Trump Orders Syria Airstrikes After 'Assad Choked Out The Lives' Of Civilians
Updated at 2:30 a.m. ET
President Trump has launched airstrikes in Syria in response to deadly chemical attacks allegedly ordered by the country's president, Bashar Assad, against his own people.
"Tonight I ordered a targeted military strike on the airfield in Syria from where the chemical attack was launched," the president announced Thursday night from his Mar-a-Lago resort in Palm Beach, Fla., where he is meeting with Chinese President Xi Jinping. "It is in this vital national security interest of the United States to prevent and deter the spread and use of deadly chemical weapons."
The decision to launch airstrikes Thursday evening was a departure for Trump, who has been slow to embrace an interventionist foreign policy. The chemical attack has been seen as a key test of Trump's leadership on the world stage.
The U.S. fired 59 Tomahawk missiles from the USS Porter and USS Ross destroyers in the Eastern Mediterranean against the Shayrat air base, where the U.S. says the planes that carried out a chemical weapons attack originated. The missiles targeted aircraft and aircraft shelters, ammunition, air defense systems and radars.
U.S. officials said planners did everything possible to avoid civilian casualties and are still doing battle damage assessment to determine the exact results of the raid.
Moscow says strike violates international law
Russia was warned in multiple conversations that this air base was going to be targeted, officials said. There were Russians at the base. Russian President Vladimir Putin has called the idea that Assad was behind the attacks simply "groundless accusations."
Kremlin spokesman Dmitry Peskov, in his regular Friday morning briefing, said the U.S. strike constituted "aggression against a sovereign state in violation of international law."
Peskov said Russian President Vladimir Putin believed the strike was based on a "made-up pretext" to distract attention from civilian deaths in Iraq, an apparent reference to U.S. airstrikes in Mosul.
Yet Trump said Thursday night that "there can be no dispute that Syria used banned chemical weapons, violated its obligations under the Chemical Weapons Convention and ignored the urging of the U.N. Security Council." He concluded his statement by saying:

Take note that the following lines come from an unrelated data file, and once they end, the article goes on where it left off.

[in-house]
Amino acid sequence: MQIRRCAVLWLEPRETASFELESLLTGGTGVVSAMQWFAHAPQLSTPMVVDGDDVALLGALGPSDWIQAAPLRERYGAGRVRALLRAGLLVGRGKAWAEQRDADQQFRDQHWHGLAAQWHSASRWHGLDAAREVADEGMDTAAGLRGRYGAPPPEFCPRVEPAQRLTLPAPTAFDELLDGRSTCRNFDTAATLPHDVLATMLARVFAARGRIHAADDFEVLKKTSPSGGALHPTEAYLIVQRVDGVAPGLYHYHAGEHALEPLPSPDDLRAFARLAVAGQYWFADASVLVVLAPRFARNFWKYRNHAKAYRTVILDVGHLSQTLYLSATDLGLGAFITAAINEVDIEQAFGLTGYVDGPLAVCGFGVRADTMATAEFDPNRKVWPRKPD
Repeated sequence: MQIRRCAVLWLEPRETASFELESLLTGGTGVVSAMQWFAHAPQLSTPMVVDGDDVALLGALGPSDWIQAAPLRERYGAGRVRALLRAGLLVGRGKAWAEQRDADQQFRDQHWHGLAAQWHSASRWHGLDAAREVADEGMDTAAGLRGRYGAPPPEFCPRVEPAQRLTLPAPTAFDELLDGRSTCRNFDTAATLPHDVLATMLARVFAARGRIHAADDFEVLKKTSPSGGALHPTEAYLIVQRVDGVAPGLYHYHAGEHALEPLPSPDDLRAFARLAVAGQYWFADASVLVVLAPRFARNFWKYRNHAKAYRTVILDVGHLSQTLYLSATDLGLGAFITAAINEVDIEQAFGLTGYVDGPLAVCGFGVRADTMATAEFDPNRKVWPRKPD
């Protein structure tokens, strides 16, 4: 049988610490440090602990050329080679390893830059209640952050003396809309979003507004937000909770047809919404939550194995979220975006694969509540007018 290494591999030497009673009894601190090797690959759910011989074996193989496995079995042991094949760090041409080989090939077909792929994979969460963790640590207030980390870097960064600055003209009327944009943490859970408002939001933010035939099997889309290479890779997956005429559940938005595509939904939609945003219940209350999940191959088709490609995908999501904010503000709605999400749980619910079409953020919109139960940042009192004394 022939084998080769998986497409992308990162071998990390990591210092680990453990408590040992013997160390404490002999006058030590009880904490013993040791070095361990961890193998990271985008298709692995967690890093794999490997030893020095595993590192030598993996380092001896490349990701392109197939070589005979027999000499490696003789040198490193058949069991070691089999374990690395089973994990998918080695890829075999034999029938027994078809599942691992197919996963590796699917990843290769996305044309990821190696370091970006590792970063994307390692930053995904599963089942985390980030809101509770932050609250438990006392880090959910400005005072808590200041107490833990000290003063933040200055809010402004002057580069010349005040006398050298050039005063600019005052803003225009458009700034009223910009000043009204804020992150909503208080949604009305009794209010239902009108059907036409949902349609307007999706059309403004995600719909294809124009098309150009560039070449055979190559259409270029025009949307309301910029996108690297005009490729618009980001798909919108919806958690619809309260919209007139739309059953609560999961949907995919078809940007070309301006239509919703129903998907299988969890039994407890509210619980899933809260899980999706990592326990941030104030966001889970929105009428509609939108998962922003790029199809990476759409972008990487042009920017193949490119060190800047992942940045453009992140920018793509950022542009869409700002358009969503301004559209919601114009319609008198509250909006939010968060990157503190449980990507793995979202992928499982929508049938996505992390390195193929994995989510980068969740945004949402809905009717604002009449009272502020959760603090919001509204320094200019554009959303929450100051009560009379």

The chemical attacks earlier this week killed more than 100 Syrians, including many children. On Wednesday, Trump said that the attacks "crossed a lot of lines for me" and hinted that he might pursue some sort of military action in response.
Secretary of State Rex Tillerson told reporters in Florida after the president spoke that they had a "very high level of confidence that the attacks were carried out under aircraft under the direction of [Assad's] regime" and a "very high confidence that the attacks involved the use of sarin nerve gas."
White House national security adviser H.R. McMaster said at the briefing that the military planners took "great pains" to avoid risk to "third country nationals at that airport — I think you read Russians from that."
In his initial response to the Syrian attacks on Tuesday, Trump cast blame on former President Barack Obama for failing to act enough on the situation and engaging after Assad first crossed the "red line" Obama drew following Assad's use of chemical weapons in 2013.
But, as NPR's Tamara Keith noted, Trump himself had argued then as a private citizen that the U.S. should not become engaged in the conflict.
Here are the president's full remarks from Thursday night:
Congressional reaction is mixed
House Intelligence Committee ranking member Adam Schiff, D-Calif., said the president needs to coordinate any future action with Congress:
House Foreign Affairs Committee Chairman Ed Royce, R-Calif., agreed:
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